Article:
Aboriginal groups resisted all over Australia resulting in a decline in population numbers – massacres e.g. Myall Creek

Aboriginal groups had no resistance to European diseases such as small pox and the common cold. Prior to European invasion, there is little evidence of disease. This resulted in declining numbers



effects of globalisation on cultural groups which may be celebrated/moderated

ease of communication and transportation e.g. internet and rural business

information technology and growth of industry in provincial centres e.g. ‘Woolworths’ base in Warwick

local to global recognition and acceptance of difference

ability to apply global solutions to resolve problems associated with particular cultures e.g. land rights

LOTE in Australian schools

economic and social advantages of increased international tourism

market access e.g. beef industry

disempowerment of small/less influential cultures

international accountability for social, political, economic and environmental policy and actions e.g. Greenhouse gas emissions, human rights issues

deregulation of labour market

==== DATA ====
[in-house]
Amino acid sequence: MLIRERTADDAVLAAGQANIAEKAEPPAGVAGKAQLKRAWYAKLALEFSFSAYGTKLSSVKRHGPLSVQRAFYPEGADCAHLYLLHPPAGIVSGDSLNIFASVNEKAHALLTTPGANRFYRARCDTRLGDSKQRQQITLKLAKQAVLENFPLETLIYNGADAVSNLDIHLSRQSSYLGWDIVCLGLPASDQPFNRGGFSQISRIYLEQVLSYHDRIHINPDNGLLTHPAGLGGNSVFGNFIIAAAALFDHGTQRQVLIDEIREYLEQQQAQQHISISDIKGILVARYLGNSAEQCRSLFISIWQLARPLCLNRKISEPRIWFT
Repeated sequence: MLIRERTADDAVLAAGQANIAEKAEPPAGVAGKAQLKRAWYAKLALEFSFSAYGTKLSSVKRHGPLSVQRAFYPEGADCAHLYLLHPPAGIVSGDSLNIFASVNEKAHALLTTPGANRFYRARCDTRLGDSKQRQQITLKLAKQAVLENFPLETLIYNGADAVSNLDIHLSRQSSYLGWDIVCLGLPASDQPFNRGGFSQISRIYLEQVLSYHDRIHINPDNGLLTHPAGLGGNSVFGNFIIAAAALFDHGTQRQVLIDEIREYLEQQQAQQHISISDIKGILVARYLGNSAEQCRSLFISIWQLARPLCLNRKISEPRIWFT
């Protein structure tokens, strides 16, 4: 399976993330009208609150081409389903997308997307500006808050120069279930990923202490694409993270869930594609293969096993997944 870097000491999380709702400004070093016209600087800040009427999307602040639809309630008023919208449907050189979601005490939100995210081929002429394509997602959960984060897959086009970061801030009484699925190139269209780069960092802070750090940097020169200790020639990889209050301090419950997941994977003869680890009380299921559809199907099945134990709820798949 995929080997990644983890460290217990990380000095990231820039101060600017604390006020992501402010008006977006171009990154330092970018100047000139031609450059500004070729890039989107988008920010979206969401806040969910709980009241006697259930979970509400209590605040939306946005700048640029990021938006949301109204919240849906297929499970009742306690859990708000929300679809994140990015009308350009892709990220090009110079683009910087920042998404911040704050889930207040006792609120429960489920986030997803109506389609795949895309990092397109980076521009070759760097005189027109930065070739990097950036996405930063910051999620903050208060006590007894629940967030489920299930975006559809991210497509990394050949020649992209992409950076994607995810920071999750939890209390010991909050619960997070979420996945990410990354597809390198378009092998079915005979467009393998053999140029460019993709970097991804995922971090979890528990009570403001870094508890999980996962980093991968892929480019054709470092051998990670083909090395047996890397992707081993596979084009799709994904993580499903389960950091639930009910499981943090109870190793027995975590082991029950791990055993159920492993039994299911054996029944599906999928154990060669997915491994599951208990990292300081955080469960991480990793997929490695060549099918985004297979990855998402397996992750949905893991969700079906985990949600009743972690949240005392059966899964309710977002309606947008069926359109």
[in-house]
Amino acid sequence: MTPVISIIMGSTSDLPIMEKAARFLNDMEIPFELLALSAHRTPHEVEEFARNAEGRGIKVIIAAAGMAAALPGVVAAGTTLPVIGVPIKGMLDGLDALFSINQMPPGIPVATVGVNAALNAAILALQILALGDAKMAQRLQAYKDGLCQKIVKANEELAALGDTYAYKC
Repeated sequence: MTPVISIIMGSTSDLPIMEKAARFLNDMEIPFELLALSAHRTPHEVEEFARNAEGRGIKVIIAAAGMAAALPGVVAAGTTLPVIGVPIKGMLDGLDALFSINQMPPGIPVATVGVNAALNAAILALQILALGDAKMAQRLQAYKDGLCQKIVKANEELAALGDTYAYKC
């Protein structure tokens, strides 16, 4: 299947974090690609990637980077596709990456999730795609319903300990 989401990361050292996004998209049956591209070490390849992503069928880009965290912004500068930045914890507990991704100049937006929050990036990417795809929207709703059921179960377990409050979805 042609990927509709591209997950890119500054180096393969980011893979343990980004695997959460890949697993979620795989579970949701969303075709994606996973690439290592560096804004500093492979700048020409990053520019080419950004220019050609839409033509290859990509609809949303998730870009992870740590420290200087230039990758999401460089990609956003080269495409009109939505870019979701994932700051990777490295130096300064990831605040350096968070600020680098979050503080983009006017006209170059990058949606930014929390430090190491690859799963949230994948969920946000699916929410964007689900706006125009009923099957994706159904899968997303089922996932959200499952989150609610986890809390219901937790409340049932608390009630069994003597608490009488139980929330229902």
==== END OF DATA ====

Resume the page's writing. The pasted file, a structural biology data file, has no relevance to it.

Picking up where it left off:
establishment of international organisations and treaties e.g. UN, UNESCO, Agenda 21



factors that contribute to sense of community identity

immigrants from the same country tend to concentrate in a particular area e.g. the Italians in Leidhhardt, Sydney; the Koreans in Campsie, Sydney

some factors that contribute to community identity

birthplace of residents

place of worship

language/signage

types of businesses (food and clothing outlets)

restaurants

entertainment


Students can:
Participate

share their sense of belonging to a group to analyse cultural aspects

interview peers (same/different backgrounds) and discuss the similarities and differences between groups e.g. material/non-material; authority, family, etc.

engage with I-net chat room discussing data from students from different parts of the world

co-operatively present findings in an oral, written, visual media format

co-operatively prepare a diagram to indicate network of group membership


mapping and graphing activities in order to evaluate